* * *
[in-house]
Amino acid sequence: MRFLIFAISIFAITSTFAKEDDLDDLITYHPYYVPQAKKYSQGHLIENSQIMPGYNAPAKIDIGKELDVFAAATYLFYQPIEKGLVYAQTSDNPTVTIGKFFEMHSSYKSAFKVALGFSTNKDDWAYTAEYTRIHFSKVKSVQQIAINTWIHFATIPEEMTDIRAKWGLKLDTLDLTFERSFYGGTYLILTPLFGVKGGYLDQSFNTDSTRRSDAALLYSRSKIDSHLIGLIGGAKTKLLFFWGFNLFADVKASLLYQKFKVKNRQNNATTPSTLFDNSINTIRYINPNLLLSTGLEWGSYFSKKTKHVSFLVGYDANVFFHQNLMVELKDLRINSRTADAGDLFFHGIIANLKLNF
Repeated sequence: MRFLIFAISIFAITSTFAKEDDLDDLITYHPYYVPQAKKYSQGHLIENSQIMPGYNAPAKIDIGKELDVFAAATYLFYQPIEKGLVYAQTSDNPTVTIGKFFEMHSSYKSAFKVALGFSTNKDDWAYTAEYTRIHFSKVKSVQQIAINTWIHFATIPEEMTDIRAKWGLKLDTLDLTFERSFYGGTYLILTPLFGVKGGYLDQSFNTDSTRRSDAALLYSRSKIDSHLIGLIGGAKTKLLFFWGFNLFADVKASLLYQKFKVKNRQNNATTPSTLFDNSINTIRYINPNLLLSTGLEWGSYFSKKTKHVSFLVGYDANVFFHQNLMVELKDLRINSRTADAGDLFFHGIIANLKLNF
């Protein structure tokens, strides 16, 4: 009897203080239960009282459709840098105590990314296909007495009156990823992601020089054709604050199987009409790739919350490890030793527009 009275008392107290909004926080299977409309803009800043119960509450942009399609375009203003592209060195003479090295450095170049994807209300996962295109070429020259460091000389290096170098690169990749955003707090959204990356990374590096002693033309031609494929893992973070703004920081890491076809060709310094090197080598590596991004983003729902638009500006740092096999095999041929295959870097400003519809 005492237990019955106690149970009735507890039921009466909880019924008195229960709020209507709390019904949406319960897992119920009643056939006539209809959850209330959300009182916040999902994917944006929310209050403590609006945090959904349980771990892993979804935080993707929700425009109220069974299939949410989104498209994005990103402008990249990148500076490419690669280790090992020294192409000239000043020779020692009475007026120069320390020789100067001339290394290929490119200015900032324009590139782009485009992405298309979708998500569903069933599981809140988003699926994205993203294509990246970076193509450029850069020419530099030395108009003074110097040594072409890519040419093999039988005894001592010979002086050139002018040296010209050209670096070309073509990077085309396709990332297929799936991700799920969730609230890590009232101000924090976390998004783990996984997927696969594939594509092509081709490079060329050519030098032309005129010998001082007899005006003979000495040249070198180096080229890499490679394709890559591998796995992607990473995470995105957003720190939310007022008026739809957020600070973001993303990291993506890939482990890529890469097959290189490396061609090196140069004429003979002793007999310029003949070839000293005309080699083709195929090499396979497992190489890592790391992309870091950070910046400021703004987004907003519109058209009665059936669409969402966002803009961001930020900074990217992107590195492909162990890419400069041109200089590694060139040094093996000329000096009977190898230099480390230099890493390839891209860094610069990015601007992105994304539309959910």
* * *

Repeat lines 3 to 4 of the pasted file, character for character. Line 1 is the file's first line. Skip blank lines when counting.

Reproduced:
Repeated sequence: MRFLIFAISIFAITSTFAKEDDLDDLITYHPYYVPQAKKYSQGHLIENSQIMPGYNAPAKIDIGKELDVFAAATYLFYQPIEKGLVYAQTSDNPTVTIGKFFEMHSSYKSAFKVALGFSTNKDDWAYTAEYTRIHFSKVKSVQQIAINTWIHFATIPEEMTDIRAKWGLKLDTLDLTFERSFYGGTYLILTPLFGVKGGYLDQSFNTDSTRRSDAALLYSRSKIDSHLIGLIGGAKTKLLFFWGFNLFADVKASLLYQKFKVKNRQNNATTPSTLFDNSINTIRYINPNLLLSTGLEWGSYFSKKTKHVSFLVGYDANVFFHQNLMVELKDLRINSRTADAGDLFFHGIIANLKLNF
């Protein structure tokens, strides 16, 4: 009897203080239960009282459709840098105590990314296909007495009156990823992601020089054709604050199987009409790739919350490890030793527009 009275008392107290909004926080299977409309803009800043119960509450942009399609375009203003592209060195003479090295450095170049994807209300996962295109070429020259460091000389290096170098690169990749955003707090959204990356990374590096002693033309031609494929893992973070703004920081890491076809060709310094090197080598590596991004983003729902638009500006740092096999095999041929295959870097400003519809 005492237990019955106690149970009735507890039921009466909880019924008195229960709020209507709390019904949406319960897992119920009643056939006539209809959850209330959300009182916040999902994917944006929310209050403590609006945090959904349980771990892993979804935080993707929700425009109220069974299939949410989104498209994005990103402008990249990148500076490419690669280790090992020294192409000239000043020779020692009475007026120069320390020789100067001339290394290929490119200015900032324009590139782009485009992405298309979708998500569903069933599981809140988003699926994205993203294509990246970076193509450029850069020419530099030395108009003074110097040594072409890519040419093999039988005894001592010979002086050139002018040296010209050209670096070309073509990077085309396709990332297929799936991700799920969730609230890590009232101000924090976390998004783990996984997927696969594939594509092509081709490079060329050519030098032309005129010998001082007899005006003979000495040249070198180096080229890499490679394709890559591998796995992607990473995470995105957003720190939310007022008026739809957020600070973001993303990291993506890939482990890529890469097959290189490396061609090196140069004429003979002793007999310029003949070839000293005309080699083709195929090499396979497992190489890592790391992309870091950070910046400021703004987004907003519109058209009665059936669409969402966002803009961001930020900074990217992107590195492909162990890419400069041109200089590694060139040094093996000329000096009977190898230099480390230099890493390839891209860094610069990015601007992105994304539309959910």